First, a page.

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The Black Swan Event in India- Boon or Bane?

Is there an emergence of the Black Swan Event in India? In the latest bulletin of the Reserve Bank of India, an article titled, “Capital Flows at Risk: India’s Experience”, called for maintaining enough liquid reserves to deal with the event known as the Black Swan Event. 

This report is authored by the Deputy Governor of the Reserve Bank of India (RBI), Michael Debabrata Patra, along with Harendra Behera and Silu Muduli. The article suggests that India may experience a series of capital outflows of up to Rs 7,80,000 crore, which may lead to a significant global risk. 

Noted Odia economist Michael Debabrata Patra appointed new RBI deputy  governor- The New Indian Express

A Black Swan Event is an event that was something unexpected and unprecedented at the time it occurred. In layman’s language, it is something that is bound to happen. Sometimes the parameters like time, location, place, etc. may differ, but the event may likely have occurred in the past.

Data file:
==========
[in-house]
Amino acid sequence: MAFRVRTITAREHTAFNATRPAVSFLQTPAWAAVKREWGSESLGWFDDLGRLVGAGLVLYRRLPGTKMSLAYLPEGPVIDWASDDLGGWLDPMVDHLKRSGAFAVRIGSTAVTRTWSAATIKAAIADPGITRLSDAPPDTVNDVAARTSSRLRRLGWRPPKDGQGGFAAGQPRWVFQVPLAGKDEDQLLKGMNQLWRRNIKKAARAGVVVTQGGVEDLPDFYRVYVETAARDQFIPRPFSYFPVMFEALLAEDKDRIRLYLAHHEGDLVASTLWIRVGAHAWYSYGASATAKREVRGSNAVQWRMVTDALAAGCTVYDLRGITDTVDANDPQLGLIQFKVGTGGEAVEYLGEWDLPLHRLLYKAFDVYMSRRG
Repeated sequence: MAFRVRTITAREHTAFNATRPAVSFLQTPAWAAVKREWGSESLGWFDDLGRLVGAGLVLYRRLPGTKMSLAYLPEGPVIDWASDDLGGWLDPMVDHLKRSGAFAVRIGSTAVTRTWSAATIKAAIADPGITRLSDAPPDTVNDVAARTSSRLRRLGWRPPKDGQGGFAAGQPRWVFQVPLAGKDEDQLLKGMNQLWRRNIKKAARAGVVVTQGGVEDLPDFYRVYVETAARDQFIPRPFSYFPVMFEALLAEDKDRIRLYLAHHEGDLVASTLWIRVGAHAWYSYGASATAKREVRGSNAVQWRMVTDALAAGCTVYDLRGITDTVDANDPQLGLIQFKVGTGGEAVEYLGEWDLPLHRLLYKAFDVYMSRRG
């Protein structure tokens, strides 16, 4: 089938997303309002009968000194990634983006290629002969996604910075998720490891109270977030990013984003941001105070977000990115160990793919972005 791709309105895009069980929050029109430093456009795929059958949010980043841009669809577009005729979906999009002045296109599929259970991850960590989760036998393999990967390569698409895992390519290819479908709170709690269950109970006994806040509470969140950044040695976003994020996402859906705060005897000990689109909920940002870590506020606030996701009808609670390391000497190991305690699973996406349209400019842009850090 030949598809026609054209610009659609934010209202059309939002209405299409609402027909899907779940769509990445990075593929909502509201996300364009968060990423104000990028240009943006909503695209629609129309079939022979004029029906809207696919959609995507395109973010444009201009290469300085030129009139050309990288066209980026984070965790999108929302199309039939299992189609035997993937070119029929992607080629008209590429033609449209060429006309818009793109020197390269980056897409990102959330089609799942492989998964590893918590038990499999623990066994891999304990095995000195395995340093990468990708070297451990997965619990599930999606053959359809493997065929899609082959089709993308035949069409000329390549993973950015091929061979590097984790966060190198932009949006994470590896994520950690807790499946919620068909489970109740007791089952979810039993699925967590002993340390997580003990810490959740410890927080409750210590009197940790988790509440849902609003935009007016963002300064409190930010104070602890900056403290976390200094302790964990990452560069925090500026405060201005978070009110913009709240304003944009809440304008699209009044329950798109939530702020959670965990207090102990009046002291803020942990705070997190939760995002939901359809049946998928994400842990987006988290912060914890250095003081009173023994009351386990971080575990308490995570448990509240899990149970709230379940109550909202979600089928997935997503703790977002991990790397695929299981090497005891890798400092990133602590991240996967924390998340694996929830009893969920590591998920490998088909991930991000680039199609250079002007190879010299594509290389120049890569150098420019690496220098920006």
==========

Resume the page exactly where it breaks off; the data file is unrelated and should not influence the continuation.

How did the term Black Swan metaphor emerge?

There was a belief in western society that all the swans were white. However, in 1697 Willem de Vlamingh, a Dutch explorer discovered a black swan. This incident was very unexpected and new to everyone and, since then, the word ‘Black Swan’ started to be used as a metaphor for all such events.

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Black Swan Event Theory

Nassim Nicholas Taleb, 2001, introduced the theories around the Black Swan Event. According to Taleb, “black swan theory” refers only to unexpected events and their dominant role in history, that are of large magnitude and consequences. Such incidences, collectively play vastly larger roles than regular occurrences. 

Bitcoin (BTC) Is Like the 'Tulip Bubble,' Nassim Nicholas Taleb Says -  Bloomberg

Later in 2007, his book, ‘The Black Swan: The Impact of the Highly Improbable’, made the theory well-known. This book focuses on developing such systems and methods that will help deal with the events in resisting their effects on society.

Taleb listed three elements that the event must possess to be known as a Black Swan Event. Every black swan event must:

i) Have the ability to exhibit drastic, and wide-reaching consequences

ii) Have a nature of unpredictability and unexpectedness, and

iii) Usually accompanied by hindsight biases, which means that once the event has passed, many individuals think that the event was predictable. This is only because now they are aware of the event and the likely outcomes.

Examples of Black Swan Event